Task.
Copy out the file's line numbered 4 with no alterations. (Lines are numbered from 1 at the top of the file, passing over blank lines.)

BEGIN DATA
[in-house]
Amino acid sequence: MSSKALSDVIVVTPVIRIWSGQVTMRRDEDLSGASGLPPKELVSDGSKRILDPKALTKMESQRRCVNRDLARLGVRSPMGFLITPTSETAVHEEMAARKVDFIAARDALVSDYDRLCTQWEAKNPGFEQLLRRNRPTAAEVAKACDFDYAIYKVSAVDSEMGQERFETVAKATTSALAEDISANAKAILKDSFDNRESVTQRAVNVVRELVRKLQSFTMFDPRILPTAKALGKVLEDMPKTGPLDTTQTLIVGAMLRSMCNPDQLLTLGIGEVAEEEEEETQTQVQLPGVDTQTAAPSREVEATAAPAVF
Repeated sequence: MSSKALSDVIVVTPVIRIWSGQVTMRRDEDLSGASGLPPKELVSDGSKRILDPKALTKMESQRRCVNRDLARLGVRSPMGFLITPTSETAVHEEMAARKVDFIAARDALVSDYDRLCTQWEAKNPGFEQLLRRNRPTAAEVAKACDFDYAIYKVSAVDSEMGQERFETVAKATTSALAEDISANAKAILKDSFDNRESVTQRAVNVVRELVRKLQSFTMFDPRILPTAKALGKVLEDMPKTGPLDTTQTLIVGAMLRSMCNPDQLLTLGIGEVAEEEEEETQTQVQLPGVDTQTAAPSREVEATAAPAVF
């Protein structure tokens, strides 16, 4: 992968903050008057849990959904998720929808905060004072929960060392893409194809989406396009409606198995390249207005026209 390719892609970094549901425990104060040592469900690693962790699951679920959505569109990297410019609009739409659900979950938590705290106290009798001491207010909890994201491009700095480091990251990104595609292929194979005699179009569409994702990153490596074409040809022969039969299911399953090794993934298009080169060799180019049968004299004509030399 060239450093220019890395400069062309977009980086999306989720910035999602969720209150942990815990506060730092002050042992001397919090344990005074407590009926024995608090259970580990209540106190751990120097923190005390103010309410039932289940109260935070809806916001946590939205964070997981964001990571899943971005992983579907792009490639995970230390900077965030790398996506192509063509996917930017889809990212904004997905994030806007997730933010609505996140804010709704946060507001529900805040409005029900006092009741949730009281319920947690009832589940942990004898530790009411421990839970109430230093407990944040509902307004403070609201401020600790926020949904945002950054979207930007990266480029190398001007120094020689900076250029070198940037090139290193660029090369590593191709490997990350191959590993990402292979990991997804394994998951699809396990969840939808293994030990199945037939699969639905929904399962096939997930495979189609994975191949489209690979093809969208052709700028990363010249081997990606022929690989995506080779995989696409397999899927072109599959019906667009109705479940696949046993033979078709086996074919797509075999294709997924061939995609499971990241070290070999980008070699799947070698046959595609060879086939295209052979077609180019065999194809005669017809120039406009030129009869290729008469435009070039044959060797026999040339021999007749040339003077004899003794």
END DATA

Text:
């Protein structure tokens, strides 16, 4: 992968903050008057849990959904998720929808905060004072929960060392893409194809989406396009409606198995390249207005026209 390719892609970094549901425990104060040592469900690693962790699951679920959505569109990297410019609009739409659900979950938590705290106290009798001491207010909890994201491009700095480091990251990104595609292929194979005699179009569409994702990153490596074409040809022969039969299911399953090794993934298009080169060799180019049968004299004509030399 060239450093220019890395400069062309977009980086999306989720910035999602969720209150942990815990506060730092002050042992001397919090344990005074407590009926024995608090259970580990209540106190751990120097923190005390103010309410039932289940109260935070809806916001946590939205964070997981964001990571899943971005992983579907792009490639995970230390900077965030790398996506192509063509996917930017889809990212904004997905994030806007997730933010609505996140804010709704946060507001529900805040409005029900006092009741949730009281319920947690009832589940942990004898530790009411421990839970109430230093407990944040509902307004403070609201401020600790926020949904945002950054979207930007990266480029190398001007120094020689900076250029070198940037090139290193660029090369590593191709490997990350191959590993990402292979990991997804394994998951699809396990969840939808293994030990199945037939699969639905929904399962096939997930495979189609994975191949489209690979093809969208052709700028990363010249081997990606022929690989995506080779995989696409397999899927072109599959019906667009109705479940696949046993033979078709086996074919797509075999294709997924061939995609499971990241070290070999980008070699799947070698046959595609060879086939295209052979077609180019065999194809005669017809120039406009030129009869290729008469435009070039044959060797026999040339021999007749040339003077004899003794």